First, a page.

Otis: American inventor and manufacturer of first elevator with a
Otis Redding: American soul singer
man; Singer Redding; Elevator pioneer Elisha; Inventor Elisha;
Redding of R&B; Big name in elevators; Soul singer Redding;
He gave us a lift
once a month
in English language:
30713 / 86800
Are the Chances You Will Die in a Philadelphia Elevator?
on) the Dock of the Bay
Graves Otis (August 3, 1811 — April 8, 1861) invented a
safety device in 1852 that made elevators much safer by
preventing them from falling if the hoisting cable parted.
Otis was born near
Halifax, Vermont. He moved away from home at the age of 19. He
then moved to Troy, New York and lived there for 5 years.
New York’s Crystal Palace, Elisha Otis amazed the crowd
when he ordered an axeman to cut the only rope suspending the
platform on which he was standing. The platform dropped a few
inches, but then came to a stop. His new safety brake stopped the
platform from crashing to the ground and revolutionized the
went on to create the Otis Elevator Company, currently a division
of United Technologies Corporation and is also the largest
elevator company in the world. Mr. Otis sold his first safe
elevators in 1853.
first passenger elevator was installed by Otis in New York in
1857. After Elisha Otis' death in 1861, his sons, Charles and
Norton, built on his heritage, creating Otis Brothers & Co.
invention increased public confidence in elevators, which was
instrumental in the rise of skyscrapers.
Otis family currently owns a home on the Intracoastal Waterway in
Fort Lauderdale, Florida.
Ray Redding, Jr. (September
9, 1941 – December 10, 1967) was an influential American
deep soul singer, best known for his passionate delivery and
posthumous hit single, "(Sittin' on) the Dock of the Bay."
According to the Rock and Roll Hall of Fame (where he was
inducted in 1989) website, Redding's name is "synonymous
with the term soul, music that arose out of the black experience
in America through the transmutation of gospel and rhythm &
blues into a form of funky, secular testifying."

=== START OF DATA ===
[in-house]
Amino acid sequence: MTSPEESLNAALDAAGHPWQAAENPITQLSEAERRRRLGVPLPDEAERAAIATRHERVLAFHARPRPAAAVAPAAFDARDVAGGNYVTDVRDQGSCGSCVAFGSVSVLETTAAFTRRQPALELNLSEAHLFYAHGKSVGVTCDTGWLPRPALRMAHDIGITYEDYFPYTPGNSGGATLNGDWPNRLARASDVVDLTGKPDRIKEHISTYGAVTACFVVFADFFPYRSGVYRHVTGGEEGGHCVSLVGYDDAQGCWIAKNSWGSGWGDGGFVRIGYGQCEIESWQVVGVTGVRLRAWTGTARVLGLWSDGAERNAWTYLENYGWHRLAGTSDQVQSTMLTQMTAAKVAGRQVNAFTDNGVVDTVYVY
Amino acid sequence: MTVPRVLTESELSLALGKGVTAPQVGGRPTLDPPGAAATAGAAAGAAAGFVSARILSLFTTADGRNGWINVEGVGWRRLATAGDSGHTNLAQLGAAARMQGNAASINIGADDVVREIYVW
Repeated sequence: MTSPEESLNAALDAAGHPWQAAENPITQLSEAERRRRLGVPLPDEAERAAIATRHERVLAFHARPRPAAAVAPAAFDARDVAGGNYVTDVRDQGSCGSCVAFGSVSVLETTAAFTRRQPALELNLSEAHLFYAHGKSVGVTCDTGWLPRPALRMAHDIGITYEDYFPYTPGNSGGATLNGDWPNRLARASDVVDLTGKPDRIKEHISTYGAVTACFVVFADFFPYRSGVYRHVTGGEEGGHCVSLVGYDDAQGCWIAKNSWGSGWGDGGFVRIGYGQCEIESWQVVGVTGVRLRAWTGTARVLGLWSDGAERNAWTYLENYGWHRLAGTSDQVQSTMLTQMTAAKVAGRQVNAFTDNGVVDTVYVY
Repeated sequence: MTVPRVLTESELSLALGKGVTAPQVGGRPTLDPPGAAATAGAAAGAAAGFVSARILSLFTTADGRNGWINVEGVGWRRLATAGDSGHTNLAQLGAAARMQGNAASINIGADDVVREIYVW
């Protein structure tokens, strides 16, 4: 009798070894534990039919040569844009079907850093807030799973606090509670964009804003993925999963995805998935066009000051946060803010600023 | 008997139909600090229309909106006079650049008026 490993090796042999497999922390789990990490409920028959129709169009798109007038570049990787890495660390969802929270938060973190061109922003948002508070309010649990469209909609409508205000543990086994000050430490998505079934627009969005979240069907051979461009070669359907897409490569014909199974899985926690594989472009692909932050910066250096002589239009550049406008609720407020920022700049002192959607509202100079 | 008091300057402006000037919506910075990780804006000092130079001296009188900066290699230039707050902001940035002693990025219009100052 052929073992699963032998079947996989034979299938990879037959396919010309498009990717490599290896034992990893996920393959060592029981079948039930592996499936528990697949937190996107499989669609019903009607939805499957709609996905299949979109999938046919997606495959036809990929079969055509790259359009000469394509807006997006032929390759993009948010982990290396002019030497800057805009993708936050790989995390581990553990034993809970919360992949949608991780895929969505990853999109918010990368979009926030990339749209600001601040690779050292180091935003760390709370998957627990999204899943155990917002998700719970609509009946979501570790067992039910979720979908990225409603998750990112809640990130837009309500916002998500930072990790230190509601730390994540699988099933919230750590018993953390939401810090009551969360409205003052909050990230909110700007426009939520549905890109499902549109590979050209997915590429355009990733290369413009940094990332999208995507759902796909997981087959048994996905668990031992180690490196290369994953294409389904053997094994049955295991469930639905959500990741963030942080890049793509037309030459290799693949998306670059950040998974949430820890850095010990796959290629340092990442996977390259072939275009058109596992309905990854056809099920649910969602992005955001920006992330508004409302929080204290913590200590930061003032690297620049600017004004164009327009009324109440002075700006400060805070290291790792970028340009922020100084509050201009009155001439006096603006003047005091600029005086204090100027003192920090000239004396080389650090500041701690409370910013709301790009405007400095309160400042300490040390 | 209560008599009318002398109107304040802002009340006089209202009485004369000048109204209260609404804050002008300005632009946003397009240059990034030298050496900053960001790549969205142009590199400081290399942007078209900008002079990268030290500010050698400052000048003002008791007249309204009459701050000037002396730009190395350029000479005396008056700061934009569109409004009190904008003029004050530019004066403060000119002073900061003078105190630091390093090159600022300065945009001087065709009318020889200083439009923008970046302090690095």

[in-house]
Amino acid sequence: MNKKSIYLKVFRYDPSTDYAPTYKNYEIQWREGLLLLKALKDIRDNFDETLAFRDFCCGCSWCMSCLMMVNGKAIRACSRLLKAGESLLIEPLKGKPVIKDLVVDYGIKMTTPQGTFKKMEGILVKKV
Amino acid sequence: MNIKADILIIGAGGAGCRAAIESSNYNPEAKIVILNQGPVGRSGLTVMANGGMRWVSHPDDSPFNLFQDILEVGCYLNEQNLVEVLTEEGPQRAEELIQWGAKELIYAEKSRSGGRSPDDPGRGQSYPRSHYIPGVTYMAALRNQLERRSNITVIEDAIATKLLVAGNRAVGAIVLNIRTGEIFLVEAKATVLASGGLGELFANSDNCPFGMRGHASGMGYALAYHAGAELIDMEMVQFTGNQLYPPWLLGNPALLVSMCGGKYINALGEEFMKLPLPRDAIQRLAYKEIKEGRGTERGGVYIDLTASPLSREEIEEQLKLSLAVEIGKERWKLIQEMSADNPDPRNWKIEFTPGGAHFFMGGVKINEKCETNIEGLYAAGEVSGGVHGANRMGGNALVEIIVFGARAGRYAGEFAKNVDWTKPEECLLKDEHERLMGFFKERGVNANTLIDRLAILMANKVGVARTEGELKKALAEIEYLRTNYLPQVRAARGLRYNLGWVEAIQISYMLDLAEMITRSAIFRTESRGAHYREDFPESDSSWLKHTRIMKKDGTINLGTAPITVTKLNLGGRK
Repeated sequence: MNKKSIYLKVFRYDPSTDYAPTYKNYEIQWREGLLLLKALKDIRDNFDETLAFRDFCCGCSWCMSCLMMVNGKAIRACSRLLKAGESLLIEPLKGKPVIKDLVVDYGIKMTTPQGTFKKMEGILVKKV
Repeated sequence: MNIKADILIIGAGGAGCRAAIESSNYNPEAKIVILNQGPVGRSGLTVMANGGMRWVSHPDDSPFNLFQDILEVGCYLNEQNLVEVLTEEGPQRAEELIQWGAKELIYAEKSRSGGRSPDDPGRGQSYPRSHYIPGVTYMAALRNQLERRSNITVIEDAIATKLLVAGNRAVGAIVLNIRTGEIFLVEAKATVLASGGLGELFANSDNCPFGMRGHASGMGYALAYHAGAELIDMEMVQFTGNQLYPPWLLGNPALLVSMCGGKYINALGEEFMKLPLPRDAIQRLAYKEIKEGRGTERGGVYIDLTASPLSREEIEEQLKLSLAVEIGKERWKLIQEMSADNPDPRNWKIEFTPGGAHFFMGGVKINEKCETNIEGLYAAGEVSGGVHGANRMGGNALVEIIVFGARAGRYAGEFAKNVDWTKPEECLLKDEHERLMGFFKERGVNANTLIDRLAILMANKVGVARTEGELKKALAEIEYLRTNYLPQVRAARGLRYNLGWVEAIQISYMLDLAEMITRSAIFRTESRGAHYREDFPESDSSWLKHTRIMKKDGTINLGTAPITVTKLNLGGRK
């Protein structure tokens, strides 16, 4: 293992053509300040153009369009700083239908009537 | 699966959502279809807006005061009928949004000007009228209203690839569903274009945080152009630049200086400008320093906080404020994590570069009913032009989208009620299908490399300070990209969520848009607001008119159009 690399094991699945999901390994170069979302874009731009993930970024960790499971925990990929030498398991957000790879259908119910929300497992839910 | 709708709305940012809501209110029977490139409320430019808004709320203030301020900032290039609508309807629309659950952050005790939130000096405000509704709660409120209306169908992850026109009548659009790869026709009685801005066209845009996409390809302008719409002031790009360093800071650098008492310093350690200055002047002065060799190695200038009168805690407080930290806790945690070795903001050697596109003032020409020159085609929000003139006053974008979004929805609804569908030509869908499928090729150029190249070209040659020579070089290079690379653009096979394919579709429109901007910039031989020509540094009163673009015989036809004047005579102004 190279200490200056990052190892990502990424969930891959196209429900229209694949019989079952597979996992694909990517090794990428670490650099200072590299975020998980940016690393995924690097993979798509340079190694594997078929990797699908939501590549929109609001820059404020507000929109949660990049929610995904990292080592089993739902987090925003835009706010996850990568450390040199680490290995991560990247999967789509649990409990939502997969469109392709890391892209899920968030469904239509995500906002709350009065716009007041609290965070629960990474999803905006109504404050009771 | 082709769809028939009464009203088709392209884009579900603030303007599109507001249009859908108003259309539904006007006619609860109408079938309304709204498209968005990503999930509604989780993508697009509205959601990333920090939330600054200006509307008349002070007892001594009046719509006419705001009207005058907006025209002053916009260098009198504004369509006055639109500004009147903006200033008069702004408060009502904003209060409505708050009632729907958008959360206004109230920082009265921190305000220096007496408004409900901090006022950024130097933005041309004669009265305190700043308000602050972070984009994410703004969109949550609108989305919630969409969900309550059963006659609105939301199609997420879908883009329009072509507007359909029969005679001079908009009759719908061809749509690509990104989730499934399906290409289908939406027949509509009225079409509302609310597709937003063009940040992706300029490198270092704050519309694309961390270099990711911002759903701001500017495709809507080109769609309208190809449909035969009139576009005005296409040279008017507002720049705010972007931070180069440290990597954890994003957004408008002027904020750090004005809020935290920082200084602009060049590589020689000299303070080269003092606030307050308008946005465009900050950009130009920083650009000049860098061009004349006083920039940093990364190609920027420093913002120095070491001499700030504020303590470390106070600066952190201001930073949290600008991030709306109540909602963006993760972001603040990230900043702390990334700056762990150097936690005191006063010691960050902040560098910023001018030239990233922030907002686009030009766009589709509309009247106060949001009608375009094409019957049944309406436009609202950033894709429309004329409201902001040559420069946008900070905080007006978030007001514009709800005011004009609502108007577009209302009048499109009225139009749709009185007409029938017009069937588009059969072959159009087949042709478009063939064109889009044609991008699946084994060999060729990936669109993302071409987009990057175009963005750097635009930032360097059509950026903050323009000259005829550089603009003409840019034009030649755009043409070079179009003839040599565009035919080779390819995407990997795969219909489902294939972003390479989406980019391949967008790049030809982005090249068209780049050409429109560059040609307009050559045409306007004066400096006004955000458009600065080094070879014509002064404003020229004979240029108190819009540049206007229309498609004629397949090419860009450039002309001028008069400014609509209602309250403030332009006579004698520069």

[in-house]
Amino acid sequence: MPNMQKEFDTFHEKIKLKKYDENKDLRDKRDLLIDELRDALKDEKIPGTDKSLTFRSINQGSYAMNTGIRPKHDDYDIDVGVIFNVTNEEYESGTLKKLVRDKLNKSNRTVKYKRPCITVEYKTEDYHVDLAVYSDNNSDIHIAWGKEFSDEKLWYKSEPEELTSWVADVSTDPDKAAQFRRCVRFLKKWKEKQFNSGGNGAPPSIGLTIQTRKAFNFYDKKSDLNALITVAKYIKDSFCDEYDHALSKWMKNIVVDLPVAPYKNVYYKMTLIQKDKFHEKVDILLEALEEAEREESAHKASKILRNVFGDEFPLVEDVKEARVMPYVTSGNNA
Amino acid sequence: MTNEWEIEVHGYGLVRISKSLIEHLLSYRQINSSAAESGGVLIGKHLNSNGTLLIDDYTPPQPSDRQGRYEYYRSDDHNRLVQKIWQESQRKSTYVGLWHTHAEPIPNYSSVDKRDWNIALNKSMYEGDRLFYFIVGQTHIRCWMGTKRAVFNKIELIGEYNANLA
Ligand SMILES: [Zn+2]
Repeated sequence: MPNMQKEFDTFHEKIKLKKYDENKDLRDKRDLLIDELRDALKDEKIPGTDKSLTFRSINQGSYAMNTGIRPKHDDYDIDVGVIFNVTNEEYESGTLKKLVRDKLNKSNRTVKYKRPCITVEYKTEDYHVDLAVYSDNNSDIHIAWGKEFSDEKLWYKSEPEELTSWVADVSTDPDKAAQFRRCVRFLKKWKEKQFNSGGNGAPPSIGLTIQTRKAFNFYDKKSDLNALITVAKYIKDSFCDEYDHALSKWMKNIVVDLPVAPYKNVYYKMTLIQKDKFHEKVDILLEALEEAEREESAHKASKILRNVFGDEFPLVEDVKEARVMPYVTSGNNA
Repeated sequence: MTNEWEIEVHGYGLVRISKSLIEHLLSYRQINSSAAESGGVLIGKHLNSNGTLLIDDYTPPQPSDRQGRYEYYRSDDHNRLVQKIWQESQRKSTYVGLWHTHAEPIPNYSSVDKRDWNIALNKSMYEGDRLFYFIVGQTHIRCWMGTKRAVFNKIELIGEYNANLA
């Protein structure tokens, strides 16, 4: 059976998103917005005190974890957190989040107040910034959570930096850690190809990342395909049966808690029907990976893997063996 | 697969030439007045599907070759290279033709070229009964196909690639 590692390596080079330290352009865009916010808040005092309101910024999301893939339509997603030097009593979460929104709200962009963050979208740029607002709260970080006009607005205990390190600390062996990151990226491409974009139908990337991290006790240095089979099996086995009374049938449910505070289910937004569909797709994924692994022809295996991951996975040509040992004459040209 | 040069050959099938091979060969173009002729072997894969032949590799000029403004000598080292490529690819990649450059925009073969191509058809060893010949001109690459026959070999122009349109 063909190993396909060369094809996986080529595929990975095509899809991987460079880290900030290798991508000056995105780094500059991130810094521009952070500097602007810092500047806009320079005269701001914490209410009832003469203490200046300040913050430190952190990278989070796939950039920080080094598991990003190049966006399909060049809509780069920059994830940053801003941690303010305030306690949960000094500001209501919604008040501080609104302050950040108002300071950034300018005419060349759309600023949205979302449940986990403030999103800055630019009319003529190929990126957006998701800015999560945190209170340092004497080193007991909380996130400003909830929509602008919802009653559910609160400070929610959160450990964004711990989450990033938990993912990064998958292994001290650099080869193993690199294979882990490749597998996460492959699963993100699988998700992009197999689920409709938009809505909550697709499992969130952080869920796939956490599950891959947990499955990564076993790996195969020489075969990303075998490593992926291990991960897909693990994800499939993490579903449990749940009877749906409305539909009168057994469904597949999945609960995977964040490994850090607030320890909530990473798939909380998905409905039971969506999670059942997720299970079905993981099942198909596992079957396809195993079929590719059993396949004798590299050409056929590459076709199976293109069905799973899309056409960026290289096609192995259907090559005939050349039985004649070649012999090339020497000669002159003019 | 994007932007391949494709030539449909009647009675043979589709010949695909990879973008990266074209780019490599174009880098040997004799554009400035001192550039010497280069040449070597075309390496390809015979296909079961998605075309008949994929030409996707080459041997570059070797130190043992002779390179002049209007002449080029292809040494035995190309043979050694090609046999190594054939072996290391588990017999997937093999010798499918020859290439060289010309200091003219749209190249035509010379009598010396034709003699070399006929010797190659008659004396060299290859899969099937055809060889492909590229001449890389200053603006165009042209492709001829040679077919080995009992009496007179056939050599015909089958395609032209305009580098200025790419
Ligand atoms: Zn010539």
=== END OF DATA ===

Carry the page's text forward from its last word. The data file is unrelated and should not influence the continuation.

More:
his manager, the pilot, and four members of his backup band, The
Bar-Kays, were killed when his chartered plane crashed into Lake
Monona in Madison, Wisconsin, on December 10, 1967. The two
remaining Bar-Kays were Ben Cauley and James Alexander. Cauley
was the only person aboard Redding's plane to survive the crash.
Alexander was on another plane, since there were eight members in
Redding's party and the chartered plane could only hold seven,
and it was Alexander's turn in the rotation to take a commercial
reported that he had been asleep until just seconds before
impact, and recalled that upon waking he saw bandmate Phalon
Jones look out a window and say, "Oh, no!" Cauley said
the last thing he remembered prior to crashing was unbuckling his
seatbelt. He then found himself in the frigid waters of the lake,
grasping a seat cushion to keep afloat.
body was recovered the next day when the lake bed was searched.
The cause of the crash was never precisely determined.
was 26 years old at the time of his death. He was entombed on his
private ranch in Round Oak, Georgia, 23 miles (37 km) north of
on) the Dock of the Bay" was recorded only three days prior
to Redding's death. It was released the next month and became his
first #1 single and first million-seller. The fact that "(Sittin'
on) the Dock of the Bay" ultimately became Redding's
greatest commercial success was unexpected, not only because its
release came after his death, but also because the song is
actually a significant stylistic departure from the bulk of his
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It uses material from the Wikipedia
article "Elisha Otis" &